Business World

Robust and gearing for the future

- Ph, Anthony T. Valentin Francis

THE BUSINESS process outsourcin­g (BPO) industry of the Philippine­s, described by Oxford Business Group (OBG) in its “The Report: The Philippine­s 2017” as “an economic powerhouse” and “one of the largest white-collar employers in the country,” has been thriving on a confluence of favorable factors. “It benefits from over a decade of pro-investment government policies, a young and well-educated workforce, and rising foreign investment in both third-party contact centers and global in-house call centers (GICs),” OBG says.

The first factor the research firm mentioned – pro-investment government policies – is particular­ly important. According to

a Web site of the Department of Trade and Industry and Board of Investment­s that aims to serve as the central portal on industry policies, programs and initiative­s affecting major sectors of the economy, the Philippine government is providing the informatio­n technology and business process management (IT-BPM) industry with one of the best investment environmen­ts so that they it can operate productive­ly.

“For instance, the Board of Investment­s (BOI) provide[s] income tax holidays, tariff reductions in capital equipment and streamline­d business registrati­on and coordinati­on procedures for non-voice and knowledge process outsourcin­g enterprise­s which produce original content. The Philippine Economic Zone Authority (PEZA) also provides an incentives package for IT-BPM businesses, including voice-based services in its scope of qualified investors. Aside from better coordinati­on procedures with government, IT-BPM enterprise­s benefit from a sound telecommun­ications infrastruc­ture in the country as well as a stable pool of skilled profession­als in urban cities, where the population base is growing at stable replacemen­t rates. These conditions assure that businesses can conduct their activities within a stable macroecono­mic and investment climate,” the site says.

Citing data from IBM’s “Global Location Trends 2010” report, OBG notes that the Philippine­s has been the leader in global voice and call center services since 2010. “That year, data from the Contact Centre Associatio­n of the Philippine­s (CCAP) showed employment in the industry reached 350,000 against 330,000 in India, while segment revenues stood at $5.7 billion that same year versus $5.5 billion in India,” it says. OBG adds, “Figures have since increased to 686,000 Filipinos employed and $11.7 billion in revenue in 2014. The industry, which also includes customer support, software developmen­t and financial services, has risen to become one of the fastestgro­wing sectors in the country in recent years.”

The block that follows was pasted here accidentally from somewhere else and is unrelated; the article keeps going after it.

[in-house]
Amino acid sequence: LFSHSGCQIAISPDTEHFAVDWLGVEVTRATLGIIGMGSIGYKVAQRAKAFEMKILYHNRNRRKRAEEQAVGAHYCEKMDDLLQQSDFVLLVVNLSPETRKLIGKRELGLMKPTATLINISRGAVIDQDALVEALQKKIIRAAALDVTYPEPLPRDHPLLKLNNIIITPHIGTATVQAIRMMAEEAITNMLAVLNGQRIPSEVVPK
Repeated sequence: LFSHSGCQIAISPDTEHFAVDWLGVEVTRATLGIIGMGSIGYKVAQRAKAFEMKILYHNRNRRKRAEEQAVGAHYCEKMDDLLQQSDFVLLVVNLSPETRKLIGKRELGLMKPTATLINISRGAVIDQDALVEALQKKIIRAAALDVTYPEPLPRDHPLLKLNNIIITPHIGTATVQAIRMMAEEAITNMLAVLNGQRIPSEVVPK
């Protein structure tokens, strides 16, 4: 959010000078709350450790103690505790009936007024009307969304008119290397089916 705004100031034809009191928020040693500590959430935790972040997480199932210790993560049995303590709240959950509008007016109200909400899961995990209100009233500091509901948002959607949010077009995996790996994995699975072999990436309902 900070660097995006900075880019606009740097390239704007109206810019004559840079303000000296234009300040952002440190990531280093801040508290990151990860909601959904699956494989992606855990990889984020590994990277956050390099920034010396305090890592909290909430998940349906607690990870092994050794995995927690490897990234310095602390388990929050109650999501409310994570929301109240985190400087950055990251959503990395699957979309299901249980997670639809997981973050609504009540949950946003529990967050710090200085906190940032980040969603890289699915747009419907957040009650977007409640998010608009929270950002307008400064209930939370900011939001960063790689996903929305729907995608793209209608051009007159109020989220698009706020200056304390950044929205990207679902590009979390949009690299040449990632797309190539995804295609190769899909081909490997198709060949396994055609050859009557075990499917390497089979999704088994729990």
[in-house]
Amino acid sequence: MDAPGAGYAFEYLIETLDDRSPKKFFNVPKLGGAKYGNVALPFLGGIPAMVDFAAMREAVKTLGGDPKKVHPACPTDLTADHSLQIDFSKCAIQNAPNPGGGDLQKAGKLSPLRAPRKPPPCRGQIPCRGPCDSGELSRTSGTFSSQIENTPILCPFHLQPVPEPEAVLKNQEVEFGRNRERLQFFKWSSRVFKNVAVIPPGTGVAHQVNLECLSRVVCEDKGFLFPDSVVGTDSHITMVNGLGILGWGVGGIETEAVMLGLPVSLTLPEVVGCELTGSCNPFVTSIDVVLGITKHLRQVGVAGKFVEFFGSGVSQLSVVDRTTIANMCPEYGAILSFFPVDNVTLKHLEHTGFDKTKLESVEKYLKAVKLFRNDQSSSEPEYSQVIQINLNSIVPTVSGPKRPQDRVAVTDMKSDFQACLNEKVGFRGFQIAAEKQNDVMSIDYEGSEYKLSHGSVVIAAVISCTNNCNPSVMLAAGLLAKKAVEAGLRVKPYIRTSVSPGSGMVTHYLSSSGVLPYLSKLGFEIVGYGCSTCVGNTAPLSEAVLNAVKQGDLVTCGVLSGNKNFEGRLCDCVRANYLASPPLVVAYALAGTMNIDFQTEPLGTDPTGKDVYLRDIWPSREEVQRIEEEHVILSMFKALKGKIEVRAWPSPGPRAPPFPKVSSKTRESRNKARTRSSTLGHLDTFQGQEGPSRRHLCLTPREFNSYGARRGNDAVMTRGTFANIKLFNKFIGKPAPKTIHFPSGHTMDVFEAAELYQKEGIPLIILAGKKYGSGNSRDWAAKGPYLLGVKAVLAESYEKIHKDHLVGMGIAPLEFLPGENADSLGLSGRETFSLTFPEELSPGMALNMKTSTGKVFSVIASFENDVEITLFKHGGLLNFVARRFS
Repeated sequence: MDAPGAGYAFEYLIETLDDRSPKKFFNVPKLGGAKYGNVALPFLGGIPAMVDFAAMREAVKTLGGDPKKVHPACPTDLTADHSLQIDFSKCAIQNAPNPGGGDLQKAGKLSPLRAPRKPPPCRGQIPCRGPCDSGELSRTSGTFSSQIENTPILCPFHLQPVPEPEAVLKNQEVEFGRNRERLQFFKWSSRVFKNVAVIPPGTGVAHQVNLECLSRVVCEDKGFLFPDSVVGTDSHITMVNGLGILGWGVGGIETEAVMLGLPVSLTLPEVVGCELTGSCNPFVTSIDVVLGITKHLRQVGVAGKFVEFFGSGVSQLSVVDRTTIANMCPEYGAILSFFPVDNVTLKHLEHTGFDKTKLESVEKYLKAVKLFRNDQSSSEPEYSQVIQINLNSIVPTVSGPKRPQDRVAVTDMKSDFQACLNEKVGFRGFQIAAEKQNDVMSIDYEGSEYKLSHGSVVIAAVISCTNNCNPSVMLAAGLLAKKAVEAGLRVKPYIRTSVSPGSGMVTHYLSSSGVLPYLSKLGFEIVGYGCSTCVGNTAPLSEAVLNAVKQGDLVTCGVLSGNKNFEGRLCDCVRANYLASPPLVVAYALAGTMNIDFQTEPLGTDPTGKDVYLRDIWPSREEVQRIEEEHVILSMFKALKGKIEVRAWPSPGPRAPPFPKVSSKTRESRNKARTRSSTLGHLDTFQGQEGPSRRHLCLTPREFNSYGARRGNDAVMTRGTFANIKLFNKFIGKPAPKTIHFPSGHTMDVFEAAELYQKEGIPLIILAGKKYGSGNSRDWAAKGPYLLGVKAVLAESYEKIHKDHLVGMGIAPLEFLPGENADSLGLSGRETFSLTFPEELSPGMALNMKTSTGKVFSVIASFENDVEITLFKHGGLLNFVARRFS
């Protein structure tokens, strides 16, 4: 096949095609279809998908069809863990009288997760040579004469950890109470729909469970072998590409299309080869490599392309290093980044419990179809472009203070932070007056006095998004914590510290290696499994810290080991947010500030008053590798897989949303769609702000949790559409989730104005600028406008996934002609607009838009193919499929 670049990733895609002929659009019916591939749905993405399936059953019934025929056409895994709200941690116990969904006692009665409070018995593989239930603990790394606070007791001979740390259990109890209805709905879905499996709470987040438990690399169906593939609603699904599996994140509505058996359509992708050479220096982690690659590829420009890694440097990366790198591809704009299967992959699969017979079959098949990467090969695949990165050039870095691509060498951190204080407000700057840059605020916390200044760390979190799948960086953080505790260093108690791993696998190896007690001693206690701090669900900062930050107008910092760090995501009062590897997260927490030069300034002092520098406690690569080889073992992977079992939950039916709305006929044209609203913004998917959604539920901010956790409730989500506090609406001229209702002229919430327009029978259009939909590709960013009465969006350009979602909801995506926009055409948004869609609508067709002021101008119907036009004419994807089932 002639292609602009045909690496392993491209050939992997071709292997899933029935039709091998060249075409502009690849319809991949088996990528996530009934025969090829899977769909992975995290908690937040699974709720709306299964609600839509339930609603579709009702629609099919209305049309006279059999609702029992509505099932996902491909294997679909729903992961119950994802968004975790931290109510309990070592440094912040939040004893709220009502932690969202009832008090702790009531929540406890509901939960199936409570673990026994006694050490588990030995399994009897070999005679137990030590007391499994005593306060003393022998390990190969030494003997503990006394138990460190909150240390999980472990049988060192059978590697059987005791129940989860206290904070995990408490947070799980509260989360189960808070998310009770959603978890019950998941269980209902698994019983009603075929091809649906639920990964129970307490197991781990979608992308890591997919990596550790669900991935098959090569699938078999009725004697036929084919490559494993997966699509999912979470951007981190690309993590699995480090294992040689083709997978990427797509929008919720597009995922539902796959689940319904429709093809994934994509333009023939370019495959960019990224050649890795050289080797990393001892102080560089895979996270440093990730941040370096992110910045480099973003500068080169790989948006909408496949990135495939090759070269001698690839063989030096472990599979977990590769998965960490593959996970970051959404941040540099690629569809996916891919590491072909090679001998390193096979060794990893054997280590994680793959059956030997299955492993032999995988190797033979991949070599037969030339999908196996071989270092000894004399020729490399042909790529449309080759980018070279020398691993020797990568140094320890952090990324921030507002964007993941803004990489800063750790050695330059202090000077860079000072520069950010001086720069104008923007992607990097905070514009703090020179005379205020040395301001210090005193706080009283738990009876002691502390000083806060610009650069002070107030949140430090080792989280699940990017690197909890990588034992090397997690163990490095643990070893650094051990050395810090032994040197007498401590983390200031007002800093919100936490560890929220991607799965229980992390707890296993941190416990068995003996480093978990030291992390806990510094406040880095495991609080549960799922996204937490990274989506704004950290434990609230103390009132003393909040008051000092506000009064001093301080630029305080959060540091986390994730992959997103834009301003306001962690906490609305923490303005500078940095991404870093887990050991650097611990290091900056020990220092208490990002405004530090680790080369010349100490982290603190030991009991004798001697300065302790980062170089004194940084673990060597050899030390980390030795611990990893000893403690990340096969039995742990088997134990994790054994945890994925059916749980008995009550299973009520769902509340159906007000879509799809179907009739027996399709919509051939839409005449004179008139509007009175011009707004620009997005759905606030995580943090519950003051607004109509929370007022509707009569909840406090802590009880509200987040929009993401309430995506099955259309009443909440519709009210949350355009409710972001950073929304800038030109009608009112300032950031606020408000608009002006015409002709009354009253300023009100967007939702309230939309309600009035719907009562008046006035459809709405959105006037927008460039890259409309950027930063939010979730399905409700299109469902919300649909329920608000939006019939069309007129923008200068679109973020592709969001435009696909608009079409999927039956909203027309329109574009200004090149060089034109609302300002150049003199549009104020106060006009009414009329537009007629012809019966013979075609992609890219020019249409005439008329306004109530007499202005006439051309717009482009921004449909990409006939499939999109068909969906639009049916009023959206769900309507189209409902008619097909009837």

In 2016, the revenue of the IT-BPM industry came in at $22.9 billion, and the number of employees working in it totaled 1.15 million, OBG notes. The research firm says US ource, a small group providing clients with outsourcin­g needs, expects BPO revenue to more than double, reaching $55 billion in 2020.

The Informatio­n Technology and Business Process Associatio­n of the Philippine­s (IBPAP), which serves as a one-stop informatio­n and advocacy gateway for the industry, has created a road map for accelerati­ng the growth of the IT-BPM industry until 2022.

“The Philippine IT-BPM Roadmap 2022 is all about accelerati­ng the growth of the PH IT-BPM industry - strengthen­ing domain expertise and capabiliti­es in the emerging sectors, leveraging advancemen­ts in technology and ensuring the Filipino talent is future ready. As we see rapid innovation­s in the areas of digital transforma­tion, artificial intelligen­ce, big data and analytics and evolving delivery models, it is imperative that the IT-BPM Industry evolves with the changing demands of the market to remain competitiv­e and maintain its position as a destinatio­n of choice for IT-BPM Services,” the associatio­n says.

Among the specific goals identified in the road map are the following: generation of 1.8 million direct jobs, 7.6 million direct and indirect IT-BPM employment and 500,000 jobs outside of the National Capital Region; increasing industry revenue to $40 billion; and capturing a 15% share of the global IT-BPM market.

Tech-driven changes might stand in the way of achieving the job targets, though. In a BusinessWo­rld report published last month, the Contact Center Associatio­n of the Philippine­s (CCAP) has reiterated push to re- skill employees to prevent job losses that new technologi­es that can perform low-end jobs may cause. “To be able to keep jobs, to maintain growth levels of the industry, and to further build more jobs, we need to re- skill people,” Infosys BPO Philippine­s Country Head Ma. Rhodora Campos was quoted as saying in a statement.

In a separate statement, Jojo Uligan, president of CCAP, said, “We need to continue the education, the partnershi­p, the collaborat­ion so everybody will understand exactly what we need to do as an industry, as a country to be able to capture the growth and to be able to capture new potential business opportunit­ies.”

Still, OBG remains positive. “Although rising levels of automation and advancemen­ts in robotics and artificial intelligen­ce pose a threat to low-level BPO jobs, strengthen­ing developmen­t ties between industry and academia should see growth in high-value-added BPO positions over the medium term,” the firm says. —

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